The functional layers 4 to 6 to be deposited on the substrate strip are produced in a manner known per se by vacuum coating processes (PVD), chemical deposition from the gas phase (CVD) or from chemical solutions (CSD).
Comparatively thin intermediate layers, which are formed during the production of the structure or during the deposition of the individual layers in particular by diffusion and/or reaction processes, can, of course, be provided between the individual layers of the structure 7, as well.
In comparison to the ceramic plate conductors which are known for YBCO thin-film current limiters, the substrate strip 3 in the case of strip conductors of the type described above is electrically conductive, that is to say it can thus carry the limited current and can act as a shunt. However, in the conductor structure 7 shown in the figure, the HTS layer 5 and the substrate strip 3 would be insulated from one another. As soon as the current limiter device changes to its limiting state, that is to say becomes normally conductive and builds up a voltage along the conductor track, the breakdown field strength of the known buffer layer materials, which is in the order of magnitude of 100 kV/mm=10 V/0.1 μm, will quickly be exceeded. This means that the buffer layer 4 would then flash over in an uncontrolled manner. Therefore, a good electrical contact between the superconducting layer 5 and the metallic substrate strip 3 over the entire conductor length is advantageous for use of strip conductors in current limiters.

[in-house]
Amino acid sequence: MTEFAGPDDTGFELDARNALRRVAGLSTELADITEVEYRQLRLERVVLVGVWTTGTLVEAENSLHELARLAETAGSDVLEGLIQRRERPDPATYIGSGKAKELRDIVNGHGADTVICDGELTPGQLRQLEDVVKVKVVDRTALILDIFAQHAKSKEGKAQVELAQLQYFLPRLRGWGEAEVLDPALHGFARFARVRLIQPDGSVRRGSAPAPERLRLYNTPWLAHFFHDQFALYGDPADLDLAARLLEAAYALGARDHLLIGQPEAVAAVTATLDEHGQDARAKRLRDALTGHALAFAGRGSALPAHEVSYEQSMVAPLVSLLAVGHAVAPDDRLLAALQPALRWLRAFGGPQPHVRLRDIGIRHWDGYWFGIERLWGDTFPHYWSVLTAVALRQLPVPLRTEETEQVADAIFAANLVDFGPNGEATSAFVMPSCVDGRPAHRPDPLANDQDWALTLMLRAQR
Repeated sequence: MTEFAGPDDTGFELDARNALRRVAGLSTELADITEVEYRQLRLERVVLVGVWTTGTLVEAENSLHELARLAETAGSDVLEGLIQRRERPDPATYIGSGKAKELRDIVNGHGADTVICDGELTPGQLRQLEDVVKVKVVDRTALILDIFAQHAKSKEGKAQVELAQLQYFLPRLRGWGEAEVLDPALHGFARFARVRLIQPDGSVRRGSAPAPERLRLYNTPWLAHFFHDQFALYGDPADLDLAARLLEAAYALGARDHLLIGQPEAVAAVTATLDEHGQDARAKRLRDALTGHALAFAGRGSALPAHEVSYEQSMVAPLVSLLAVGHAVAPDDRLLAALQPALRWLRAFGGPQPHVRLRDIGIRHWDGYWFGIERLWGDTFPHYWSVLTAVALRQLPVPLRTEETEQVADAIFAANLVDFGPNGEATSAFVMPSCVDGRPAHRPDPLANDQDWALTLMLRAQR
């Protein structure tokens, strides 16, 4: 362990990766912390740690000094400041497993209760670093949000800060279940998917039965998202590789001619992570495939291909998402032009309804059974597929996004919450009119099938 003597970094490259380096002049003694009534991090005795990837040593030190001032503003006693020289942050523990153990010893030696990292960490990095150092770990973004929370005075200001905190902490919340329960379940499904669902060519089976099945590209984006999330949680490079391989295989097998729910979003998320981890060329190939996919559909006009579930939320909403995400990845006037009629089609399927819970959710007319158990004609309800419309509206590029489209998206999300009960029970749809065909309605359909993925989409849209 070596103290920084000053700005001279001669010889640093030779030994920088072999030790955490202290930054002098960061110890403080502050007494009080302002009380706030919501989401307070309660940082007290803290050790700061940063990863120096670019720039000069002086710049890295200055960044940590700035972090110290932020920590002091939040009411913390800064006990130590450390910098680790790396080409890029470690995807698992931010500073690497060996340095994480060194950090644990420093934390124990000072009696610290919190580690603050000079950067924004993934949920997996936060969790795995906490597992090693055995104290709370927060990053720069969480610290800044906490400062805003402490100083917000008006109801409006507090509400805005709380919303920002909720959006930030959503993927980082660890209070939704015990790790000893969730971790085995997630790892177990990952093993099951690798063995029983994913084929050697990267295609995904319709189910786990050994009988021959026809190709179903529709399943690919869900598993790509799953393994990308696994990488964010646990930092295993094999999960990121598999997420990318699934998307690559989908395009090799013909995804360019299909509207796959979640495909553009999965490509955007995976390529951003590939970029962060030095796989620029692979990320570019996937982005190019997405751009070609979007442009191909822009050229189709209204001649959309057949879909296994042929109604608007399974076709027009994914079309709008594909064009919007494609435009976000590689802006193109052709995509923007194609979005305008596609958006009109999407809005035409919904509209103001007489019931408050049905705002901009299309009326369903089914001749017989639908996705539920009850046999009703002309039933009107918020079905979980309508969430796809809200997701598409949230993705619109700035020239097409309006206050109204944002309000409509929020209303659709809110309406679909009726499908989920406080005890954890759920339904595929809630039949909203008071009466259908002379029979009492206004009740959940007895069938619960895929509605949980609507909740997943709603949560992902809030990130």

Corresponding continuous contact over the entire length can be seen from the embodiment shown in